]. We have previously validated the Chinese version of the PHQ-2 in the Hong Kong population [29
]. The internal consistency of GAD-2 (Cronbach’s α = 0.81) and PHQ-2 (Cronbach’s α = 0.81) were positive in this study.
Sex, age, marital status (never married, married or cohabited, divorced or separated, or widowed), current living arrangement (living alone, co-living with family members, or co-living with other people), and socioeconomic status (SES) including educational attainment (primary or below, secondary, or tertiary), employment status (full-time work, part-time work, student, housemaker, unemployed or retired) and monthly personal income (HK$ ≤ 10,000; 10,001–20,000; 20,001–30,000, 30,001–40,000, or ≥40,001; US$1 = HK$7.8) of the respondents were recorded.
2.3. Statistical Analysis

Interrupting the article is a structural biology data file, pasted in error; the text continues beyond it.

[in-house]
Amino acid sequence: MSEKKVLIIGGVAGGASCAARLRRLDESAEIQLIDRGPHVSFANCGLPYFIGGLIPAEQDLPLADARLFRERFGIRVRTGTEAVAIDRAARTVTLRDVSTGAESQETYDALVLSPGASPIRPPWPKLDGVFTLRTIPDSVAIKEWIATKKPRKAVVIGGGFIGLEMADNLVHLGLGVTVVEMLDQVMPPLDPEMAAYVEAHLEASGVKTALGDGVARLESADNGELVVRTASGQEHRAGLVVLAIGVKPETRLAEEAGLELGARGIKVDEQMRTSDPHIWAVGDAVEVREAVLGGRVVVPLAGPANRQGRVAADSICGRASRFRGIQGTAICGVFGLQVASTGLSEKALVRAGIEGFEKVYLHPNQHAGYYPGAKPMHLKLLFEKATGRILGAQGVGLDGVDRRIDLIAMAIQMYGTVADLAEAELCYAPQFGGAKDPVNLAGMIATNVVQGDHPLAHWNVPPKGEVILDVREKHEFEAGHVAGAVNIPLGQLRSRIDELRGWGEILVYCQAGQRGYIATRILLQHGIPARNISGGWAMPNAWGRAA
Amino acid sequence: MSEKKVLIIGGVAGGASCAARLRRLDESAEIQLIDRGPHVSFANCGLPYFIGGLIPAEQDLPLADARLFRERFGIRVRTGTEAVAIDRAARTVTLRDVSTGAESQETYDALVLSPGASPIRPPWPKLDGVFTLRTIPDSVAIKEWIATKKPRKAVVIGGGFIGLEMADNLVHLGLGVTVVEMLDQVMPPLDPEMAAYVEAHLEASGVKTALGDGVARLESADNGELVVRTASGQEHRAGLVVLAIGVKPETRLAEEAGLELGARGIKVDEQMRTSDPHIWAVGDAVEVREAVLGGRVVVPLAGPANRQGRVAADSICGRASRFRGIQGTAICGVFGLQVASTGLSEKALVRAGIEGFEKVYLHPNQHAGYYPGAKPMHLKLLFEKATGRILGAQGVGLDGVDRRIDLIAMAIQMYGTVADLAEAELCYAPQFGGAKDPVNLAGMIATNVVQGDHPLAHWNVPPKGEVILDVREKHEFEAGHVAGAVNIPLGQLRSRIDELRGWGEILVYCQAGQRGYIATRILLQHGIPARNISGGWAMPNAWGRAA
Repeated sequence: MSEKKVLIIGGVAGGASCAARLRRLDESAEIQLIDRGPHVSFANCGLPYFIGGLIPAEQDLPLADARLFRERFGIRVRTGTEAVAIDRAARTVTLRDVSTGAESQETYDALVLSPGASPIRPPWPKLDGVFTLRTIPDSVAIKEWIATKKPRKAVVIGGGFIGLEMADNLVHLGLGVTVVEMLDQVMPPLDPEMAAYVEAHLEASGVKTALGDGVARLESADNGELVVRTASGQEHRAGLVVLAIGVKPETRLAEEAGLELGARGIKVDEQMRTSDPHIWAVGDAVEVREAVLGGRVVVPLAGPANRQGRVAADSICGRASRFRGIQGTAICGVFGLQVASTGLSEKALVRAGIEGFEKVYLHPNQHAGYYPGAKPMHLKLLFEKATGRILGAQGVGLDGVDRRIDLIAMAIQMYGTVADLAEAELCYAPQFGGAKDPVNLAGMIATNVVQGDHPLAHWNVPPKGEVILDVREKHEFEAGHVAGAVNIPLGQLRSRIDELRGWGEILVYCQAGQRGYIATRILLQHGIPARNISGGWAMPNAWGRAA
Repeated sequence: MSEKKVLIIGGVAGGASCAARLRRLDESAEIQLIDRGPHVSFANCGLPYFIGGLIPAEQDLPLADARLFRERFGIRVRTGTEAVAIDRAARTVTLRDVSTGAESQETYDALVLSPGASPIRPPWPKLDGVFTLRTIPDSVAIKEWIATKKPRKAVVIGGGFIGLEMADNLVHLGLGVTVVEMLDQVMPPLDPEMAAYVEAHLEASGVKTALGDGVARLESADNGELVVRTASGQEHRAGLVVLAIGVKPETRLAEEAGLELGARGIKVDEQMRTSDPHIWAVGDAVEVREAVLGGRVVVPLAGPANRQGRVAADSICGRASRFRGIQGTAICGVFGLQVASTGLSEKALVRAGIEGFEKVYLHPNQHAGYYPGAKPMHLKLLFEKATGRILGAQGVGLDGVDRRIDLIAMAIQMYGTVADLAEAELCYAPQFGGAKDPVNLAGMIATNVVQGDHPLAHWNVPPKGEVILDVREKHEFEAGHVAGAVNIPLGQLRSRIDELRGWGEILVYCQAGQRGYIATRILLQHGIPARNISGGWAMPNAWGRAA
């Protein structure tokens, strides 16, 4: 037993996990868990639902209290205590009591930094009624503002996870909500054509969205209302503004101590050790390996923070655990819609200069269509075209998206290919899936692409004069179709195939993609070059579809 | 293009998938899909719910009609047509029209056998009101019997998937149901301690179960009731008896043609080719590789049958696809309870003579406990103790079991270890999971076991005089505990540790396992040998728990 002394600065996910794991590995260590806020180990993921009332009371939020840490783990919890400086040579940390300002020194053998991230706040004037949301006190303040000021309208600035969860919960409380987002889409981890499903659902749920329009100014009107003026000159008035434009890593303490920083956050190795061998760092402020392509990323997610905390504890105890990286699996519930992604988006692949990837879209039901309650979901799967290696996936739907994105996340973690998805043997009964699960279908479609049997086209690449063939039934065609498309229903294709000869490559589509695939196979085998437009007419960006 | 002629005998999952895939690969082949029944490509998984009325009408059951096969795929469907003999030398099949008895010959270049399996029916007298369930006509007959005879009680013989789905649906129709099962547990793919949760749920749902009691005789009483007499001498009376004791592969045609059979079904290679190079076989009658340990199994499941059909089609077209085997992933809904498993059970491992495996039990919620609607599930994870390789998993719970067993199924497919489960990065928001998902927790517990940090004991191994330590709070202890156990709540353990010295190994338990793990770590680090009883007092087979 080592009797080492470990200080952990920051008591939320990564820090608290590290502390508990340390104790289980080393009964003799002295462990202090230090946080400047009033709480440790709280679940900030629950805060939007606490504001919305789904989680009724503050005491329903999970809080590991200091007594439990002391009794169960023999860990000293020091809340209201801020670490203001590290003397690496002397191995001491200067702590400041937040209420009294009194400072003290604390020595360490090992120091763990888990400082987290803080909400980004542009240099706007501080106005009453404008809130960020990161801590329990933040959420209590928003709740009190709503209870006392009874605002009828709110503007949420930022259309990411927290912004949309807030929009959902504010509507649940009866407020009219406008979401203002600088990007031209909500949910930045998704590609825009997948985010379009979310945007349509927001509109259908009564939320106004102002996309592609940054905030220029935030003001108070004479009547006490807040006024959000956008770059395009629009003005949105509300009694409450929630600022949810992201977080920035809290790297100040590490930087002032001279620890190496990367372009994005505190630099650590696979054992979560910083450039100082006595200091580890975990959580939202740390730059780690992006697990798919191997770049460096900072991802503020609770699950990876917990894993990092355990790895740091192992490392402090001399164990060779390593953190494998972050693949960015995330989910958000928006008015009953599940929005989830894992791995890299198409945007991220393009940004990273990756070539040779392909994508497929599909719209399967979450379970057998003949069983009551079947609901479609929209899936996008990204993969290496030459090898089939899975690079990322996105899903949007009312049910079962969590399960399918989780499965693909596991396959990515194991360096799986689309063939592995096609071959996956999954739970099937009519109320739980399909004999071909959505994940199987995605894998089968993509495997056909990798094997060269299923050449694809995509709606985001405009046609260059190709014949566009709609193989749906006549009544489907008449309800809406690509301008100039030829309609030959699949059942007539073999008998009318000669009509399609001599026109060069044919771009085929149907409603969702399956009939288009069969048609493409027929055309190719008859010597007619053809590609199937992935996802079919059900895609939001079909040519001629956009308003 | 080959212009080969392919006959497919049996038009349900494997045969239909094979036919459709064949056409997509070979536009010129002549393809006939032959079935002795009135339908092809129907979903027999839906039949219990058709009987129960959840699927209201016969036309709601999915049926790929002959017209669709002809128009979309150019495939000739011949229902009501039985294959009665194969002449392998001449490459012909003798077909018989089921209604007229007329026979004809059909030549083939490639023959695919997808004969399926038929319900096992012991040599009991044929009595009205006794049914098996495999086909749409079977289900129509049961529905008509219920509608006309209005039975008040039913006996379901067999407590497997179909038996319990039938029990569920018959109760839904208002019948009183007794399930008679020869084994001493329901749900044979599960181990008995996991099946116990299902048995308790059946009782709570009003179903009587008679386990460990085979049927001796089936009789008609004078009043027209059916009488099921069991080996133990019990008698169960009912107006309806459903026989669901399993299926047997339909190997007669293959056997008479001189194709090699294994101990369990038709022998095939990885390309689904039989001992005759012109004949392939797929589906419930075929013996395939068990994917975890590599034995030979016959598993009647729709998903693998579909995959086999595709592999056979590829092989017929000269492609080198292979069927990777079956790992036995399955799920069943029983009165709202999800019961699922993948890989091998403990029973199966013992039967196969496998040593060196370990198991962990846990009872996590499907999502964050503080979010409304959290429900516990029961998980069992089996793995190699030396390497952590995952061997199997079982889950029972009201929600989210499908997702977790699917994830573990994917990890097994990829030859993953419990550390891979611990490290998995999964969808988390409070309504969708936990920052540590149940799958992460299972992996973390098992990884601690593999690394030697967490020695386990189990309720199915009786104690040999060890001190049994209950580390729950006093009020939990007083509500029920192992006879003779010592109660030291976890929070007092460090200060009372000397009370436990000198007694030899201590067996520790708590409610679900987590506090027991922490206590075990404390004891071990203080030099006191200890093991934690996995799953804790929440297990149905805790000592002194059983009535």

We used Chi-squared test and t-test to compare sociodemographic characteristics and mental health symptoms between the landline telephone and online self-administrated samples. To improve the representativeness of the sample, all data were weighted according to provisional figures obtained from the Census and Statistics Department on the sex, age, and education attainment distributions of Hong Kong’s general adult population in 2016. Multivariable linear regression was used to examine the associations with sociodemographic characteristics of number of social distancing measures adopted, number of days stayed-at-home and perceived compliance with social distancing measures. The association of mental health symptoms including stress, anxiety and depression with the number of measures adopted, number of days stayed-at-home and perceived effectiveness and compliance were calculated by multivariable linear (for stress) and logistic (for anxiety and depression) regressions. In regression model 1, potential sociodemographic confounders including sex, age, educational attainment, current employment status, and monthly income were adjusted. We additionally adjusted for the four personal protection measures in regression model 2. The association between personal protection measures and mental health symptoms were analyzed by multivariable regression models adjusted for sociodemographic factors and social distancing. Effect modifications by age (18–59, 65+ years) and education attainment (primary or below, secondary, and tertiary) on the associations between mental health symptoms, stay-at-home and compliance with social distancing were assessed using the interaction terms. Analyses were performed using STATA version/MP 15.1 (StataCorp LP, College Station, TX, USA).